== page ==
One Accord Legal, LLC takes a reasonable, resolute approach to family law matters. If you are looking for creative solutions to bring peace to your family, I would love to speak to you about how to achieve that goal.
Ending a marriage is hard enough. You don’t need an attorney who adds fuel to the fire; you need an attorney who can help bring peace to you and your children. I am not a typical divorce lawyer; I am committed to helping you break up with your spouse with minimal collateral damage.
Divorce and legal separation present a variety of issues. While the issues may be the same, no two divorces are the same. I do not take a one-size-fits-all approach to your divorce. I will listen to your concerns, and help you craft a plan that works for your family’s needs.
The court must divide parenting time based on the best interests of the children. This requires a judge to consider a variety of factors, such as each parent's relationship with the child, and the parent's ability to put the child's needs ahead of their own.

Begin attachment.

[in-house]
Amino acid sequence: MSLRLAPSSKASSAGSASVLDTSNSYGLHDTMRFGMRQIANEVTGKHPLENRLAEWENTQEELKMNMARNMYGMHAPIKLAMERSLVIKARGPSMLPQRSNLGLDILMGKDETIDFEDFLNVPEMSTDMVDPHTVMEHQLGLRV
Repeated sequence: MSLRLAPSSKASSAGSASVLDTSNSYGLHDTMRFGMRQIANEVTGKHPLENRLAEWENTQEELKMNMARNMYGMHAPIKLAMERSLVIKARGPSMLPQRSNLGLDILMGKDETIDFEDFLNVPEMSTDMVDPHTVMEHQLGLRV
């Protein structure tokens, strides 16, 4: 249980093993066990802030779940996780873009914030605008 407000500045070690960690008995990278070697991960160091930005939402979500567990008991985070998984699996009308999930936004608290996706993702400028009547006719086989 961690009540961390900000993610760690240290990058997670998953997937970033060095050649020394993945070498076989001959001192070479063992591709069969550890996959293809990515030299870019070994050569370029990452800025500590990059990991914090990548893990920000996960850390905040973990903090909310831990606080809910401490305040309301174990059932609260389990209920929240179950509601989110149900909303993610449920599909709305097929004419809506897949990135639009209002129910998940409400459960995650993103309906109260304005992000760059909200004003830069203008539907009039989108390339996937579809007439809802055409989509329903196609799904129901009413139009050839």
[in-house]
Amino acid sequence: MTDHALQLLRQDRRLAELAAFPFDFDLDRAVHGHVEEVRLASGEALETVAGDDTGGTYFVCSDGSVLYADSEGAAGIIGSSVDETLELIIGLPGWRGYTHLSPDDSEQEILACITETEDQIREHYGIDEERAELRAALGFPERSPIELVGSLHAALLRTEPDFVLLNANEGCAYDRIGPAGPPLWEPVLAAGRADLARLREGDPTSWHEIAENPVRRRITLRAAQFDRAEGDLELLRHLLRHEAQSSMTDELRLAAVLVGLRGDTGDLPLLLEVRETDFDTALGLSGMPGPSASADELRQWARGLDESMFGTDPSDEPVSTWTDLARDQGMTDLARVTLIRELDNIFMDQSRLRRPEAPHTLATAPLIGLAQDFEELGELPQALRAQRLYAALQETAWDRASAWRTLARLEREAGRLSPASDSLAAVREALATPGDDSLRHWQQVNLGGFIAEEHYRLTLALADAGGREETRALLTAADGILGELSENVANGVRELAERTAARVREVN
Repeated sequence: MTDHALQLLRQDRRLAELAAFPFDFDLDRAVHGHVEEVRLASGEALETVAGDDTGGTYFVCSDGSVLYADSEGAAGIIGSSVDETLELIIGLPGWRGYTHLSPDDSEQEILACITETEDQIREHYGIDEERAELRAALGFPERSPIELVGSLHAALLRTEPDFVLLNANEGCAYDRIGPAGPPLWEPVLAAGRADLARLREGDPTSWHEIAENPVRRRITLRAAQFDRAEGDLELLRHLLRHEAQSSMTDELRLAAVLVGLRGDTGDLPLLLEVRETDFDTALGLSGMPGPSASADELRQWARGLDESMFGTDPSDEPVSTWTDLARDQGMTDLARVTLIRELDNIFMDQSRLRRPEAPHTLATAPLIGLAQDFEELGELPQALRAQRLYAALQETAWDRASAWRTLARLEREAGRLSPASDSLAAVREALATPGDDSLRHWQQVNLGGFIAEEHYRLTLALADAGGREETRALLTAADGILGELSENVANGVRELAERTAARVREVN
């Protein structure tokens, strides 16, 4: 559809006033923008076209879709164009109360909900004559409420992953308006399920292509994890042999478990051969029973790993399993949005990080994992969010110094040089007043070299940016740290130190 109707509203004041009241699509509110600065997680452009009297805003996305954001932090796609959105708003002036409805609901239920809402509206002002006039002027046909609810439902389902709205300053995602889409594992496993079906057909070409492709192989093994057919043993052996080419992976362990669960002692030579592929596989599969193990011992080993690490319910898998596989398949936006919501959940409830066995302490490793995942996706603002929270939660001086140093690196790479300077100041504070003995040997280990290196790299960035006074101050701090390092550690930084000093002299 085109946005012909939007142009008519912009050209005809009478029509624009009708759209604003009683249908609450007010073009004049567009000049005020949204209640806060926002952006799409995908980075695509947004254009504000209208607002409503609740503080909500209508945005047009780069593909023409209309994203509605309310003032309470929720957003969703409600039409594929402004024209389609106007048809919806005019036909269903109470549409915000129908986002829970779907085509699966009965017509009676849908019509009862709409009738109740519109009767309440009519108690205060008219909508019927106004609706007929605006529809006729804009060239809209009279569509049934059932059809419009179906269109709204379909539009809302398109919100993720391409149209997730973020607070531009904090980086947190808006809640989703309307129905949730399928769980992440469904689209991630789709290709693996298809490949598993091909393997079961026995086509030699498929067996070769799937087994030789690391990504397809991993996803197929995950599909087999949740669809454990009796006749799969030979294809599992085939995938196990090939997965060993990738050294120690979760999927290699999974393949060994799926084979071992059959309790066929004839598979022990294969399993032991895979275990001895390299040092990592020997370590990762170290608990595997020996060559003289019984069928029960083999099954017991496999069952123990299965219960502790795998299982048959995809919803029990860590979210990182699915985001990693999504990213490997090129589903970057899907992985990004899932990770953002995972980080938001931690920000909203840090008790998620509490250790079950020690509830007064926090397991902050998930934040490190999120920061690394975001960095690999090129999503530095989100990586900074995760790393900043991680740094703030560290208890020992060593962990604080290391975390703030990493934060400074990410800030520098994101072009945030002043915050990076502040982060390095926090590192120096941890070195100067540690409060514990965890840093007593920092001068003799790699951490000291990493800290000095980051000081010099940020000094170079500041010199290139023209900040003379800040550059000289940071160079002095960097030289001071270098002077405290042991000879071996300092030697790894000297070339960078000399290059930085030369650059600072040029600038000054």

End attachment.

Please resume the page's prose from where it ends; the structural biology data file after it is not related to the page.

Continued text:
A judge may appoint a neutral third party to investigate and make recommendations about parenting time. For limited investigations, the court can appoint a Child & Family Investigator, or CFI. More in-depth investigations, such as when there are mental health concerns, require the appointment of a Parenting Responsibilities Evaluator or PRE.
First, the court will characterize each piece of property as "marital" or "separate." Only marital property can be divided by the court.
Once the property is characterized, the court will divide it between the spouses. Colorado uses an "equitable," or fair, division of assets. This does not necessarily mean a 50/50 division.
Each parent has a duty to support their child. The court calculates child support using a formula that considers each parent's income, as well as expenses like child care, health insurance, and medical expenses.
In some circumstances, the court can deviate from the child support worksheet if it results in an unfair amount of child support. Each case is different, and requires close examination of the facts to determine whether a deviation is appropriate.
You may be familiar with the term “alimony,” which is support paid from one spouse to the other. Colorado uses the term “maintenance” to refer to these types of payments.
If there is a big gap between the parties' incomes, the court can order one spouse to pay the other's attorneys’ fees. These fees can even be awarded in advance in certain circumstances.